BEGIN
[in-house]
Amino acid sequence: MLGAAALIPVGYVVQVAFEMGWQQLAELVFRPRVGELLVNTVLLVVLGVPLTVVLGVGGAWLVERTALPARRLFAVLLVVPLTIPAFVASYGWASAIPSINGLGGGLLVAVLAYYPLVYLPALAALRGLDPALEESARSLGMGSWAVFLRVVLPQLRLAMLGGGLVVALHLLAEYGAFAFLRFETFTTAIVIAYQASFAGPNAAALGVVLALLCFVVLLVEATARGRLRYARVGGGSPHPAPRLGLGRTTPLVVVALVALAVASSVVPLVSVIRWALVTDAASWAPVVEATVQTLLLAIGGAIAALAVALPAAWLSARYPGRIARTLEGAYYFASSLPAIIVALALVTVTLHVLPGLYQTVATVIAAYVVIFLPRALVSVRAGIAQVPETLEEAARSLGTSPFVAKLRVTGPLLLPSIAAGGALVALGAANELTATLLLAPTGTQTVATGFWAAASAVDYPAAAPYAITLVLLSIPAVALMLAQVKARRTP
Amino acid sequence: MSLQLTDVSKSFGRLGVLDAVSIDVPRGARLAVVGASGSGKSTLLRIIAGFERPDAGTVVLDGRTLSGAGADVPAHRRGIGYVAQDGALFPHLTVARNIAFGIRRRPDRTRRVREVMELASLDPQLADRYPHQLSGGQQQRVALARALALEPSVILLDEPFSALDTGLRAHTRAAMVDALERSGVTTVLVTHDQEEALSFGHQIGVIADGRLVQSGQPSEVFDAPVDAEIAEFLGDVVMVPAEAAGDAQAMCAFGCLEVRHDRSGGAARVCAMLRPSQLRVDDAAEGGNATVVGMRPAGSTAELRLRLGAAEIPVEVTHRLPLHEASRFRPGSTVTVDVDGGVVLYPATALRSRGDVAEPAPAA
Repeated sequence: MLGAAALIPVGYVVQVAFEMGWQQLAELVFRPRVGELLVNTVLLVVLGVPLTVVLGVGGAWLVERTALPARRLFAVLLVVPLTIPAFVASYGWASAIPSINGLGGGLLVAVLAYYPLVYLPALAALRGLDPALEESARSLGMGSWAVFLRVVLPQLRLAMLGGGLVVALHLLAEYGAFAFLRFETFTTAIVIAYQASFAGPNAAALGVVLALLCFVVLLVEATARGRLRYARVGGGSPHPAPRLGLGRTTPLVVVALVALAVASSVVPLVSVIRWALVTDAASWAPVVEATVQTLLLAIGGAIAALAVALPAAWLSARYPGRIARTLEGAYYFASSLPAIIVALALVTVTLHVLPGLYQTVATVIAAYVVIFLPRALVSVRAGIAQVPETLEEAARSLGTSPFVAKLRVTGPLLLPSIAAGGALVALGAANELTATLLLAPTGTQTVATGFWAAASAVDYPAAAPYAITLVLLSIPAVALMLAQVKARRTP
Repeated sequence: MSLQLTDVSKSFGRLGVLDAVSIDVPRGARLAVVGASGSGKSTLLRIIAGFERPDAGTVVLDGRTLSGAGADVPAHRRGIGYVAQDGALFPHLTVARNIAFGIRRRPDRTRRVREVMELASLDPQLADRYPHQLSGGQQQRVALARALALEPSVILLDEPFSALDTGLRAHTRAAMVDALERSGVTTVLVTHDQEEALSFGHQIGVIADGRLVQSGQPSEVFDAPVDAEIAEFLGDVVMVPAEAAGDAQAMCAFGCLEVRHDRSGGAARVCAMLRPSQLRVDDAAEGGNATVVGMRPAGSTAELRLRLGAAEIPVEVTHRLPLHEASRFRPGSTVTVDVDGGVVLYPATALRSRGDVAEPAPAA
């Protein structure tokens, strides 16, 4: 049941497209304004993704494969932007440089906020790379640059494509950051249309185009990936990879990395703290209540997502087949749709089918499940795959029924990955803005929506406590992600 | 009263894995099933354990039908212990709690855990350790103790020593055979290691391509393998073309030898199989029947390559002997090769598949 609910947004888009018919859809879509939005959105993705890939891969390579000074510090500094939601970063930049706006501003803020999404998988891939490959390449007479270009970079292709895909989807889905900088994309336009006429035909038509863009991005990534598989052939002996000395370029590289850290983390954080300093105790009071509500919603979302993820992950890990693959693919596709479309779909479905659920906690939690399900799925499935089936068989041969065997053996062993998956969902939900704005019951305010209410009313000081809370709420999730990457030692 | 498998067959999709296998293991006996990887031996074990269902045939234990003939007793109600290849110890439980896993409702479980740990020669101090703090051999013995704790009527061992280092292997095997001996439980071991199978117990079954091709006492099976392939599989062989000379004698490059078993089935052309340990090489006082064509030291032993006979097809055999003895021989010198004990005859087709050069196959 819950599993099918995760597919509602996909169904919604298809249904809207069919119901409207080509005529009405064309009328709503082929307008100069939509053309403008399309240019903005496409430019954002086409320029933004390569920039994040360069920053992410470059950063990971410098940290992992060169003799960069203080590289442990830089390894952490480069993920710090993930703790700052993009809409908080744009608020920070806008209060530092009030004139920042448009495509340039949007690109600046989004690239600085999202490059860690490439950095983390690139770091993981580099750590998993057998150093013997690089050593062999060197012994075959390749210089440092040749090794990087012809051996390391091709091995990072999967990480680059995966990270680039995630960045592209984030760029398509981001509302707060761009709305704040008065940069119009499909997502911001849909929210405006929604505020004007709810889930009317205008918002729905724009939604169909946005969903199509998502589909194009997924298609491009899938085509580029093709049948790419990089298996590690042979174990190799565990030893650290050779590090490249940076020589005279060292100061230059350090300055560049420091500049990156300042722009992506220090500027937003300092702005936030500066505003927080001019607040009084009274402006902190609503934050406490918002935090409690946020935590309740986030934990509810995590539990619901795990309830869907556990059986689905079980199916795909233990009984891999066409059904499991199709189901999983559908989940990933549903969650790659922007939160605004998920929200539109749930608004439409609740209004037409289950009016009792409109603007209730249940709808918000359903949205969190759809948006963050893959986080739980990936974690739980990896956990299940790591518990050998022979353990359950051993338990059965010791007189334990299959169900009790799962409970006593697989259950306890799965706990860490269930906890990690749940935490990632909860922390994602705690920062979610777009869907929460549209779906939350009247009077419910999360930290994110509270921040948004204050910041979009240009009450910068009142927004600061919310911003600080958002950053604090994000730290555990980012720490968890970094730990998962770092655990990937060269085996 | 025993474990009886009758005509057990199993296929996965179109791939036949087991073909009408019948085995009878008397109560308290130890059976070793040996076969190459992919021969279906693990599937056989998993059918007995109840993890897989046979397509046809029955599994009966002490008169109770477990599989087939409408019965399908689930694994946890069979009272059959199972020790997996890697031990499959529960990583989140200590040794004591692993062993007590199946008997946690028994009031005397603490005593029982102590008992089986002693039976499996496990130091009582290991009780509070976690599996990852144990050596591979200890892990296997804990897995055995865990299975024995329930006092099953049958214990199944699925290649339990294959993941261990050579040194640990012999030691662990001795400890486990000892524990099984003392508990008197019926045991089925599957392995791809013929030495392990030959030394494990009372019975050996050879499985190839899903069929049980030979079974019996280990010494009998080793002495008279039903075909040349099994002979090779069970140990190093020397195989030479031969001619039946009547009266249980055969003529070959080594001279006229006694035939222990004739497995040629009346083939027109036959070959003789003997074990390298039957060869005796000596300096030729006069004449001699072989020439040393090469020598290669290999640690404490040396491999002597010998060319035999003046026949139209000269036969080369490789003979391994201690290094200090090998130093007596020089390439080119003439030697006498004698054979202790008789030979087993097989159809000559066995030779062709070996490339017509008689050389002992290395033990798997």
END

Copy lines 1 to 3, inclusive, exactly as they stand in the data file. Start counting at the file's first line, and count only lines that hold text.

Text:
[in-house]
Amino acid sequence: MLGAAALIPVGYVVQVAFEMGWQQLAELVFRPRVGELLVNTVLLVVLGVPLTVVLGVGGAWLVERTALPARRLFAVLLVVPLTIPAFVASYGWASAIPSINGLGGGLLVAVLAYYPLVYLPALAALRGLDPALEESARSLGMGSWAVFLRVVLPQLRLAMLGGGLVVALHLLAEYGAFAFLRFETFTTAIVIAYQASFAGPNAAALGVVLALLCFVVLLVEATARGRLRYARVGGGSPHPAPRLGLGRTTPLVVVALVALAVASSVVPLVSVIRWALVTDAASWAPVVEATVQTLLLAIGGAIAALAVALPAAWLSARYPGRIARTLEGAYYFASSLPAIIVALALVTVTLHVLPGLYQTVATVIAAYVVIFLPRALVSVRAGIAQVPETLEEAARSLGTSPFVAKLRVTGPLLLPSIAAGGALVALGAANELTATLLLAPTGTQTVATGFWAAASAVDYPAAAPYAITLVLLSIPAVALMLAQVKARRTP
Amino acid sequence: MSLQLTDVSKSFGRLGVLDAVSIDVPRGARLAVVGASGSGKSTLLRIIAGFERPDAGTVVLDGRTLSGAGADVPAHRRGIGYVAQDGALFPHLTVARNIAFGIRRRPDRTRRVREVMELASLDPQLADRYPHQLSGGQQQRVALARALALEPSVILLDEPFSALDTGLRAHTRAAMVDALERSGVTTVLVTHDQEEALSFGHQIGVIADGRLVQSGQPSEVFDAPVDAEIAEFLGDVVMVPAEAAGDAQAMCAFGCLEVRHDRSGGAARVCAMLRPSQLRVDDAAEGGNATVVGMRPAGSTAELRLRLGAAEIPVEVTHRLPLHEASRFRPGSTVTVDVDGGVVLYPATALRSRGDVAEPAPAA